The term ‘symbol formation’ is used in psychoanalysis to denote a mode of indirect or figurative representation of a significant idea, conflict or wish. The ability to move on from relating concretely to archaic objects to relating symbolically to substitute objects (symbols) is both a developmental achievement and a move made because of the anxieties involved in relating to primal objects. Klein extended the ideas of both Freud and Jones on symbols, showing in particular the symbolic significance of play and how sublimation depends on the capacity to symbolize. Others further developed Klein’s theory of symbols, distinguishing between the symbol proper formed in the depressive position and a more primitive version, the symbolic equation, belonging to paranoid-schizoid functioning. In the symbolic equation, the symbol is equated with the thing symbolized.[iv]
Melanie Klein believed in the idea of unconscious phantasy, which is closely related to Carl Jung’s archetype as Both involve the notion of an a priori mental construction composed of images and patterns based on real and mythological experience. For Jung these experiences form a universal collective unconsciousness that extends over time and many lifetimes. The manifestation of these archetypes are counterpart to instincts. They are autonomous inherited potentials rather than inherited types, which can be transformed and/or expressed in the ideas, behaviours and cultures of individuals. History, culture and personal context shape these manifest representations thereby giving them their specific content. These images and motifs are more precisely called archetypal images. However, it is common for the term archetype to be used interchangeably to refer to both archetypes-as-such and archetypal images.[v]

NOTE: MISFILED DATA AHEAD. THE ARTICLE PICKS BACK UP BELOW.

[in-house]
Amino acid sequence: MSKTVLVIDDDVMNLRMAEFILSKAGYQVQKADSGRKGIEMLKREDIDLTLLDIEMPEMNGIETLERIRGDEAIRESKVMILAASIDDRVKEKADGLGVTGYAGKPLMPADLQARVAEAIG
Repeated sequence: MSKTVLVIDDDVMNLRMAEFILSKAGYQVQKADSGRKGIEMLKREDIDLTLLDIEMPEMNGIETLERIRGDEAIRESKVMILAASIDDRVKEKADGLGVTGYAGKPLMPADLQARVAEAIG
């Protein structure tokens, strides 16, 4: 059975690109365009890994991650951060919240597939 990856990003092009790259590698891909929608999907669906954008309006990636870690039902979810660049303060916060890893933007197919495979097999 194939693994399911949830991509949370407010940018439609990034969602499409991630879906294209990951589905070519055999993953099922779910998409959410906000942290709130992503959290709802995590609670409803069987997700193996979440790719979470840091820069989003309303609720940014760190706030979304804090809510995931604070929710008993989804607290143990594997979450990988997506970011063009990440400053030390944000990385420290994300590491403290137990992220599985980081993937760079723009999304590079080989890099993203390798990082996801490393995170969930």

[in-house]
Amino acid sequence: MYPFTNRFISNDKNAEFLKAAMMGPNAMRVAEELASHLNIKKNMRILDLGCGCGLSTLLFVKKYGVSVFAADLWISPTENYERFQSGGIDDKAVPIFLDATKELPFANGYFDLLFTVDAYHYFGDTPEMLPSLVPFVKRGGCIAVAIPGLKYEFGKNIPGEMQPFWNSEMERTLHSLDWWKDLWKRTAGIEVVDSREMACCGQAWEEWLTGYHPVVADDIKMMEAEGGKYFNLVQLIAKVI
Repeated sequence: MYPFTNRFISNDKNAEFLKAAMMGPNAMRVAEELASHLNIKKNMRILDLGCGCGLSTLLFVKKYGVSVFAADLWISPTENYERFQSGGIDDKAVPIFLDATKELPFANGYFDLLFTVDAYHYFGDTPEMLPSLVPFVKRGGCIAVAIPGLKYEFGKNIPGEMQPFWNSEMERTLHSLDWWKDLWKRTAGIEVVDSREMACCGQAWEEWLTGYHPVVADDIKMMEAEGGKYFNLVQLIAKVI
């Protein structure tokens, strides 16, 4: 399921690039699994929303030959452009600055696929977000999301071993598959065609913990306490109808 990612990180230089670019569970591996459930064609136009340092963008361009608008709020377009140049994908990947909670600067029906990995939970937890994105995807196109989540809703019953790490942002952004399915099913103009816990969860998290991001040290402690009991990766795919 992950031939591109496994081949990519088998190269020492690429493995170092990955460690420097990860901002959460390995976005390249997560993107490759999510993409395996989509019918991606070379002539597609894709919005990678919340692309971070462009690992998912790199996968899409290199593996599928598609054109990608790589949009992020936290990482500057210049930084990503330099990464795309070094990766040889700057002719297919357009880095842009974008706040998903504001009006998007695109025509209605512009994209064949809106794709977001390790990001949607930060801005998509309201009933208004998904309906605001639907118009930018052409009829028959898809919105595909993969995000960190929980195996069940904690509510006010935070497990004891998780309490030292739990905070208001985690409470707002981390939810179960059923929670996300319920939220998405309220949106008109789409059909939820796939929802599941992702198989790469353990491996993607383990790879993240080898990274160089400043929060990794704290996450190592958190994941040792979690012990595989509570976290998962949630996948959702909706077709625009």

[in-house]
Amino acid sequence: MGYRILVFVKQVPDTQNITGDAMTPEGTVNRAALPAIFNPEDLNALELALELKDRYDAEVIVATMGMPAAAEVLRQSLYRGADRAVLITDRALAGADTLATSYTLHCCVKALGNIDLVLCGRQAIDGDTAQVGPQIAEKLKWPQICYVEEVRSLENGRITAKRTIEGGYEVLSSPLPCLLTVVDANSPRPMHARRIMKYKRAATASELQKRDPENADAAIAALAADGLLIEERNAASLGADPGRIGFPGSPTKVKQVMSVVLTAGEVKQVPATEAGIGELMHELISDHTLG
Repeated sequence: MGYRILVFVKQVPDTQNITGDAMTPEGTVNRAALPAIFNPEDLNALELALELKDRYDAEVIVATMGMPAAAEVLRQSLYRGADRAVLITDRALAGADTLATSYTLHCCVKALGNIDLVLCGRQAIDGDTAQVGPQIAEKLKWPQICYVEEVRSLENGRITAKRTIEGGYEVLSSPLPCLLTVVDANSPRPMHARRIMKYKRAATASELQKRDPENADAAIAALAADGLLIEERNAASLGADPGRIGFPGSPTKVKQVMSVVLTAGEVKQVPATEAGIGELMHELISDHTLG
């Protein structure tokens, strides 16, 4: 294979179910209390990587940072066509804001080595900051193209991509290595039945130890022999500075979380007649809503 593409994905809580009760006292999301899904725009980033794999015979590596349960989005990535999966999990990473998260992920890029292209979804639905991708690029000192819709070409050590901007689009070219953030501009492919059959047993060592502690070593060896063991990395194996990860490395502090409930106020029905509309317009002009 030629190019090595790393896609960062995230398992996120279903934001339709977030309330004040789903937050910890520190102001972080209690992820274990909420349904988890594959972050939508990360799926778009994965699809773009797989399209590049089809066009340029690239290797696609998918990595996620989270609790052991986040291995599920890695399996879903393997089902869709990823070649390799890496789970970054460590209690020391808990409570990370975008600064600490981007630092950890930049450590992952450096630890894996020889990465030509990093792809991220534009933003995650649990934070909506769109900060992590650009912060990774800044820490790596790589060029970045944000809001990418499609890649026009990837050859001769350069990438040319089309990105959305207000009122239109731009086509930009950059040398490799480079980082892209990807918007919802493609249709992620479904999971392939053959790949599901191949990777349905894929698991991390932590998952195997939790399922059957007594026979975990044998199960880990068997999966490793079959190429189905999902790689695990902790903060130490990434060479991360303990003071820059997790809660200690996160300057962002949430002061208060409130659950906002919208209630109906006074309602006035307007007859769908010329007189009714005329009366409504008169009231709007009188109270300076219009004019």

Following the Jungian view it would appear that the internal objects, good and bad, can be inherited, whereby they present a subtle underlying current in the care-giver’s emotions to which the primitive, instinctual infant displays an acute sensitivity.
[ii] M Klein 1930 The importance of symbol formation in the development of the ego. In Contributions to Psycho-Analysis 1921-1945 London Hogarth, p238. Also in Gerard Fromm 2012 Lost in Transmission UK. Karnac, p52.
[iii] Internal Objects Melany Klein Trust. http://www.melanie-klein-trust.org.uk/internal-objects and The New Dictionary of Kleinian Thought Elizabeth Bott Spillius, Jane Milton, Penelope Garvey, Cyril Couve and Deborah Steiner.
[iv] Internal Objects Melany Klein Trust. http://www.melanie-klein-trust.org.uk/internal-objects and The New Dictionary of Kleinian Thought Elizabeth Bott Spillius, Jane Milton, Penelope Garvey, Cyril Couve and Deborah Steiner.http://www.melanie-klein-trust.org.uk/symbol-formation
[v] Stevens, Anthony in “The archetypes” (Chapter 3.) Ed. Papadopoulos, Renos. The Handbook of Jungian Psychology (2006)